A Northbrook-based engineering firm is getting a chance to help fix history.
Crews from Wiss, Janney, Elstner Associates Inc. are heading up the visual inspection of the earthquake-damaged Washington Monument. But despite the dizzying heights to which their work takes them, employees described the work as pretty routine.
"We’re problem solvers. We look for trouble in buildings and bridges and figure out how to fix it," said company President and CEO William Nugent.
As employees watched a live video feed from the nation's capital, four of their colleagues -- architectural engineer Erik Sohn, civil engineer Emma Cardini, architect Daniel A. Gach and civil engineer Katie Francis -- were suspended high in the air, rappelling down the 555 foot stone obelisk looking for damage.
"They may do some tapping. They certainly will be taking some close up photographs and then the documenting will really be what they relay verbally to folks on the ground who will record that," said Nugent.
All told, the inspection process could run through mid-October. WJE will then make its recommendations to the National Park Service on how to repair the monument, which suffered some cracks during the quake, but no significant structural damage.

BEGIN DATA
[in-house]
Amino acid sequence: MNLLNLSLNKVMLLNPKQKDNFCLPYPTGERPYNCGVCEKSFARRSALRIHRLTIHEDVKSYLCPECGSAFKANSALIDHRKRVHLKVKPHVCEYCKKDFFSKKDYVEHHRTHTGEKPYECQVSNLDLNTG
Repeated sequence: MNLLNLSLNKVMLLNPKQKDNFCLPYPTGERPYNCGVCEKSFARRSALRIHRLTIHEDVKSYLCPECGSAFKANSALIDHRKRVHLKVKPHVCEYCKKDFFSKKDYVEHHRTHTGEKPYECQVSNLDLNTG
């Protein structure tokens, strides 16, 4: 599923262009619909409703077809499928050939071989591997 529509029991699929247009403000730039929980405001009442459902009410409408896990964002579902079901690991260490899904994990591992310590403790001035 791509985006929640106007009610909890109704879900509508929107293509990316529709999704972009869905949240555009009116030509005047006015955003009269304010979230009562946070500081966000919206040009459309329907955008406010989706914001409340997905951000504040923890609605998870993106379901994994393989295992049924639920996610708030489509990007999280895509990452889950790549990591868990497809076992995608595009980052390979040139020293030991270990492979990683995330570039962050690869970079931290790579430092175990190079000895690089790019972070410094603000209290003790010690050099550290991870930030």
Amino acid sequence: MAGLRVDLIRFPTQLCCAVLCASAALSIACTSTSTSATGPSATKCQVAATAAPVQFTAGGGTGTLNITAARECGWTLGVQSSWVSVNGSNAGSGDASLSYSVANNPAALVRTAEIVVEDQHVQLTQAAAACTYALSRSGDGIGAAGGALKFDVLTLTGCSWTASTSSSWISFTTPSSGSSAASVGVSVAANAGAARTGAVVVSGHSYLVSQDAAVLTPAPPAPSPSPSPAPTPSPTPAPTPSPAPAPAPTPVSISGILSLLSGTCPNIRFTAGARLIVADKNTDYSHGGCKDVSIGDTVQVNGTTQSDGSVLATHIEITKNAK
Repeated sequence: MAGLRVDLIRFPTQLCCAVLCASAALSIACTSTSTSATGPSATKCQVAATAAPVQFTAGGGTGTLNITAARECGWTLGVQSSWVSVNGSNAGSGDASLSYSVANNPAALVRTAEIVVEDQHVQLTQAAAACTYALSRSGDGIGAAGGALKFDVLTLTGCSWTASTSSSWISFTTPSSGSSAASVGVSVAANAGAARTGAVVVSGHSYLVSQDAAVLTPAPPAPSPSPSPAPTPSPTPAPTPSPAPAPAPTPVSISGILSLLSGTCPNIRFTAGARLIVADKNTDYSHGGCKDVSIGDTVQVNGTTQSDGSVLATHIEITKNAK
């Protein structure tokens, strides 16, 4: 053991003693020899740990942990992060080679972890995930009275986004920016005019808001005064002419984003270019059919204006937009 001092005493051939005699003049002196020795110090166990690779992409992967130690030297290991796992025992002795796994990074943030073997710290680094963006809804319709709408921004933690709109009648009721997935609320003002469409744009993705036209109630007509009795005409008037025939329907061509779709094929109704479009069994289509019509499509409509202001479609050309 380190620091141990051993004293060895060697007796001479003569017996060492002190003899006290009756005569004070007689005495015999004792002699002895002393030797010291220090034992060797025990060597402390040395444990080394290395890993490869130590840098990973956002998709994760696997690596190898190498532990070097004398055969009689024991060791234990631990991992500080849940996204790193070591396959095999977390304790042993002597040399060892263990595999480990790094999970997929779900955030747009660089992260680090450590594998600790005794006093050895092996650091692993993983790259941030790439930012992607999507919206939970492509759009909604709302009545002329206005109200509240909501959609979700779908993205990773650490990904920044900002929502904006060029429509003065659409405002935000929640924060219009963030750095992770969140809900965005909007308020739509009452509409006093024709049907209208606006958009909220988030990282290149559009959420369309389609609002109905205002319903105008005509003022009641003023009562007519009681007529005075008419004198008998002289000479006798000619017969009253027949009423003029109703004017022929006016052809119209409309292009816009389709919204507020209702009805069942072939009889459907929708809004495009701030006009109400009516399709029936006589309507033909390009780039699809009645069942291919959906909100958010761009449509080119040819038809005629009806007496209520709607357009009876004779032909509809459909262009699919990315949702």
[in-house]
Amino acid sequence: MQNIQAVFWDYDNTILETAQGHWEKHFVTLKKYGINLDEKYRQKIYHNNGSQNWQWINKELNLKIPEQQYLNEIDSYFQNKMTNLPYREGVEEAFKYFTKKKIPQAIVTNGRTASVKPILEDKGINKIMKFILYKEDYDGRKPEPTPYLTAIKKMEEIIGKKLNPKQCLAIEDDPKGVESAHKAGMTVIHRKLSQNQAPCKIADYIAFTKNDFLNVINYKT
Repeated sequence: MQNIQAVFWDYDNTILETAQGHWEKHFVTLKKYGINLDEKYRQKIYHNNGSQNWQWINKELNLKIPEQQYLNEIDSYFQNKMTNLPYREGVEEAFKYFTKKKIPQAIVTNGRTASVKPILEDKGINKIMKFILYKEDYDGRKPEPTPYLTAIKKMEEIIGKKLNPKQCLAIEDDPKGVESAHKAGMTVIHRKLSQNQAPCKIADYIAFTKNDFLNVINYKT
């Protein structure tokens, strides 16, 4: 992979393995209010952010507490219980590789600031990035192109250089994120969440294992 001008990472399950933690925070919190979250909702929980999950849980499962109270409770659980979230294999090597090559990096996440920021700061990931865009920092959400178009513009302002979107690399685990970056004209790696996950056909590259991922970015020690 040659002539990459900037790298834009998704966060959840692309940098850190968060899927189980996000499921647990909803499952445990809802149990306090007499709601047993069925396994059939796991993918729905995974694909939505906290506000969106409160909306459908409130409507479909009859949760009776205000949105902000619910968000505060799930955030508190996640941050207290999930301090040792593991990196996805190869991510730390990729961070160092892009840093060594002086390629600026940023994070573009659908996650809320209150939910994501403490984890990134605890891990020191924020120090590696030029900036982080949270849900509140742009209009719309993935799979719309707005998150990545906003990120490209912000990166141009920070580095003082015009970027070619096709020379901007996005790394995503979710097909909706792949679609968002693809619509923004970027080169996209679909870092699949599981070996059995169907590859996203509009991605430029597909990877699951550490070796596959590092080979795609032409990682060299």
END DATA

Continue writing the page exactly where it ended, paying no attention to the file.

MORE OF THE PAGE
The Park Service documented the condition of each stone between 1999 and 2000, when scaffolding went up around the Monument. The climbers will carry iPads in order to check the conditions of the stone against the previous records.
The team can conduct their survey during rain, but will come down if lightning or winds over 20 miles per hour threaten.
The ropes for the climbers are anchored to a beam inside the monument. The Park Service was careful to emphasize that no holes had been drilled into the exterior of the monument.
Nugent said that despite the high interest in the project, the work itself is pretty routine, considering the 70,000 projects undertaken over the firm’s 55 years, such as work on Soldier Field and the New York Public Library.
And yet looking at the bigger picture, Nugent treasures the opportunity to work on this national treasure.
"We’re proud Americans and to get an opportunity to work on a structure like the WM, it’s just a tremendous honor… I think any one of us would have happily worked on this structure even without compensation, because the opportunity to work on the Washington Monument is a once-in-a-lifetime opportunity for us," he said.
The Aug. 23 quake had a magnitude of 5.8 and was centered near Mineral, Va., shaking cities up and down the East Coast. In addition to damaging the Washington Monument, the quake also caused significant damage to the Washington National Cathedral.
Days later, Hurricane Irene lashed the monument with strong winds and heavy rain. More cracks became apparent, and there was some interior flooding.